The expectations Mr. S. and I brought into marriage have certainly made it hard. Our expectations were based on friends (both married and unmarried), families and our upbringing, faith background, schooling, media and so much more. These expectations influenced almost every part of our life together: from what we choose for weeknight dinners to how we exercise to how we spend the little free time we have to what our sex life looks like. And although many of our expectations were realistic, Mr. S. is not perfect and I am not perfect and expectations just were not met. Some expectations cannot be displayed publicly, and some are only shared through trusted confidantes with eyes full of tears. We have much to learn and much work to do to make this marriage work for us.
Principles. Little principles, like what way you put toilet paper on the toilet paper holder (thankfully, Mr. S. and I both prefer the “over” orientation). Big principles, like what God you worship and how you want to raise kiddos (if you want them at all). We agree on the big stuff, and discussed it constantly as we were dating. Admittedly, some couples struggle much more with this than us.
It has been tough for us to be vulnerable with each other, and furthermore, to trust the other person with that. I had this terrible-awful-ill reaction to a medicine on our first Valentine’s Day and was so embarrassingly sick. Vulnerability like a slap in the face, I could not fake my way out of that one. And there’s the emotional vulnerability too — my husband doesn’t believe me when I try to fake my way through difficulties. You really have to share your innermost self, and we’re all broken and ugly-sinful at our core. Not flattering or easy stuff to reveal. My best of my best and my worst of my worst.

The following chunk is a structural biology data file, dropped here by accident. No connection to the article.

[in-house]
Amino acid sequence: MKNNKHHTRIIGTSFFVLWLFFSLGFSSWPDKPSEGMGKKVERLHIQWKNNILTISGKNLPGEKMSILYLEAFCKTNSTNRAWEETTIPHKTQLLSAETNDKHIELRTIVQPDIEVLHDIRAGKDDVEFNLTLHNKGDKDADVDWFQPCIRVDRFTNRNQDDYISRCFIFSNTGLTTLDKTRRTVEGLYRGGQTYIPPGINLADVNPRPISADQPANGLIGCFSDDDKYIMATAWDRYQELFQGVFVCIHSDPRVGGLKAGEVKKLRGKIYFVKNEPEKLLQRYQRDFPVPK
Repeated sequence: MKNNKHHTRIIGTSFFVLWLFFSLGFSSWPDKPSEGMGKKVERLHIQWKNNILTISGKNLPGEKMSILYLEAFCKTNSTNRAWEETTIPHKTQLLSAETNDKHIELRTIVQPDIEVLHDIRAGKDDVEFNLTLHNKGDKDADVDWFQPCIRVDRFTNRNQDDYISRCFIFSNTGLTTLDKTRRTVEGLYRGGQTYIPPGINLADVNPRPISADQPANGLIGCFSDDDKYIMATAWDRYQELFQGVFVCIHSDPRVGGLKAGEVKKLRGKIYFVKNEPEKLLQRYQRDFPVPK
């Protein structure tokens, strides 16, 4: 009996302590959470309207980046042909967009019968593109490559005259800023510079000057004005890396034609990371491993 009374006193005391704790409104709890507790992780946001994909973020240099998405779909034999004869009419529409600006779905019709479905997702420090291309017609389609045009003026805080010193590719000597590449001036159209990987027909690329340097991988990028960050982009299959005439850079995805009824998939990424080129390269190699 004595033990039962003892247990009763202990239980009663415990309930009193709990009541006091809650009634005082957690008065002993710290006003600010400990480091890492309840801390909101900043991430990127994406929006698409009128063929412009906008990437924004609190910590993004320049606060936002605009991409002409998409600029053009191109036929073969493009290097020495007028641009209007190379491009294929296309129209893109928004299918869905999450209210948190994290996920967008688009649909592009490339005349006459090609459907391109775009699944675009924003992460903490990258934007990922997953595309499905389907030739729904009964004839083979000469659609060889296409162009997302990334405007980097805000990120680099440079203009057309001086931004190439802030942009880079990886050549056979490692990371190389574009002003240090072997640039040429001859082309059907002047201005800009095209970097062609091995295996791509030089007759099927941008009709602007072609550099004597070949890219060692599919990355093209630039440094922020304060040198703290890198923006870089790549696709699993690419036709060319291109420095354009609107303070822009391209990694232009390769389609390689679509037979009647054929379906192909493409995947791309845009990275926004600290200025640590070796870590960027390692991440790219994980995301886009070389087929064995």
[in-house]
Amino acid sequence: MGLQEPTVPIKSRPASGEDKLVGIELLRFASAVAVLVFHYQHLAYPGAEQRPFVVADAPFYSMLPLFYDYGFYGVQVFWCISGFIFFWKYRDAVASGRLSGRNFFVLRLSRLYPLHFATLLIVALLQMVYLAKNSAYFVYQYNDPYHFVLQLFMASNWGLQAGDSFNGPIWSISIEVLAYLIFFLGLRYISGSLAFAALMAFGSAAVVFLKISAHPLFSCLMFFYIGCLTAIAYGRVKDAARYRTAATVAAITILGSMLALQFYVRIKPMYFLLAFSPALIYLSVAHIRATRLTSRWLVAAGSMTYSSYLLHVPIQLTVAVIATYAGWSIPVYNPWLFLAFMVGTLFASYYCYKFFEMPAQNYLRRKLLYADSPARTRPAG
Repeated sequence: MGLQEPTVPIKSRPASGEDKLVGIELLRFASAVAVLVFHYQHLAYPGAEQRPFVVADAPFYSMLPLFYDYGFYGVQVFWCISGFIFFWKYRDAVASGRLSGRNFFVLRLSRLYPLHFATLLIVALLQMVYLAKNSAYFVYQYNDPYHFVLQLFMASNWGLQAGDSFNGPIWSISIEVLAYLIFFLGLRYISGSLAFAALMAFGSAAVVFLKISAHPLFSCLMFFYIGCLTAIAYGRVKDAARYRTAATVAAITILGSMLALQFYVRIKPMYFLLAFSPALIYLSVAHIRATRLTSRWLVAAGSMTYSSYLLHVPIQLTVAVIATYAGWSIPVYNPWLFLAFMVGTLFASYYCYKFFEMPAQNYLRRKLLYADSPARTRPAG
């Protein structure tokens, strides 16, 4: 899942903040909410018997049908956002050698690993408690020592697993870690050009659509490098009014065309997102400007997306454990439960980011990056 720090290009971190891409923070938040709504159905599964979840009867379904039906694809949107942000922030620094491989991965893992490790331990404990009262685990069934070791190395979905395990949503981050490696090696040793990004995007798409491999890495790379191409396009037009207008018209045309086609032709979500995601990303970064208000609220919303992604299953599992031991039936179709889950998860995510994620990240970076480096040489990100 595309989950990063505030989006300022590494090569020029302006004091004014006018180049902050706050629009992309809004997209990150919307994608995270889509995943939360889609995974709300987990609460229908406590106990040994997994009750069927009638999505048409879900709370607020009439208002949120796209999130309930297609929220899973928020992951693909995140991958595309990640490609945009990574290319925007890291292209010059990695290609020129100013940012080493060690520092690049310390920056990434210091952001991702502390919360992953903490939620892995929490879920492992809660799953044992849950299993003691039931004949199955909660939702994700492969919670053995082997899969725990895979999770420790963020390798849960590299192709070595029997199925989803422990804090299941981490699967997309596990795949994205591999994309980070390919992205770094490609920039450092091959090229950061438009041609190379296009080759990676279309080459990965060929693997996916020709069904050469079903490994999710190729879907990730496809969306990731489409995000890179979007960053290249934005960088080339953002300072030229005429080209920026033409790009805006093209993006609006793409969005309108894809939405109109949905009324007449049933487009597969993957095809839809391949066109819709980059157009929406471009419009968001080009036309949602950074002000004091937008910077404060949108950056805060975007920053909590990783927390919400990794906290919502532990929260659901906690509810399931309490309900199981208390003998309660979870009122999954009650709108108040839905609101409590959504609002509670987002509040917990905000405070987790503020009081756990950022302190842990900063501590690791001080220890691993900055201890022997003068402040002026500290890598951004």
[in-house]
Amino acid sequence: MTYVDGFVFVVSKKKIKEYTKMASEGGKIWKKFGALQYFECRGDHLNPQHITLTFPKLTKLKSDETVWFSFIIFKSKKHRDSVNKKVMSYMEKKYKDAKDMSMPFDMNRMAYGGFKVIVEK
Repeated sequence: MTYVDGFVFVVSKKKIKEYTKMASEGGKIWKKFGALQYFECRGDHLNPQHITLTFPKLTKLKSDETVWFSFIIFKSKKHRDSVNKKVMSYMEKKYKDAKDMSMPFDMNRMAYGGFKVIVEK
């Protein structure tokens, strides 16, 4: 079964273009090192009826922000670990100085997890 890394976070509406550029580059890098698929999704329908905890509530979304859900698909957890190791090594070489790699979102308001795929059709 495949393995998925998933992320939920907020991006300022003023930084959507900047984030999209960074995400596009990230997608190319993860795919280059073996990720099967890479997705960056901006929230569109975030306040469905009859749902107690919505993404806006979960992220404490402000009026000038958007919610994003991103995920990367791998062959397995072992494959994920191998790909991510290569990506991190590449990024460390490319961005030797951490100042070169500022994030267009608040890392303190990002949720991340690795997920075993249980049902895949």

Learning good communication continues to be hard. If I do something that’s frustrating, Mr. S. had to learn how to tell me and not keep it tightly inside. Sometimes I’m a major jerk and have no filter and say things I don’t mean, especially to those I love most. I’ve had to humble myself and consider my words and gosh it is hard work.
Responsibility also makes marriage difficult. Mr. S. and I have been together seriously since October 2007, and were engaged for nine months. Before marriage, we regularly considered each other in major decisions. But what shifted in marriage was responsibility to each other for all decisions, both the life-changing and the everyday. It was especially difficult for us to become responsible to each other with our overloaded schedules, putting each other as a priority. At first, Mr. S. struggled with balancing his demanding class and research schedule and I floundered as I plugged him into my professional life. We are learning, and things are better today than they were a few months ago. Yes, it’s easy to sit next to each other and stare at the same TV show or Netflix movie. But we work hard to be responsible for creating meaningful connections.
When you put two imperfect people together, both with their own lives and own stories, it is not easy to blend as one. Marriage is hard, but perhaps more accurately stated, marriage is hard work. It’s the daily work of putting someone else’s needs before your own. It’s the daily work of choosing what’s best for both of you, instead of what’s best for only you. Make no mistake, it’s work that I love because it is for a person I love. It’s work we treasure, work we do gladly. Work we grow from. Work that is incredibly worth it.
Full disclosure: I wrote this post after discussing with Mr. S., and we came to the above conclusions together. Both a husband’s and a wife’s opinion are expressed here and it’s as un-gender-biased as we could keep it.
And wedding photo credit to the lovely and talented Maggie Rife.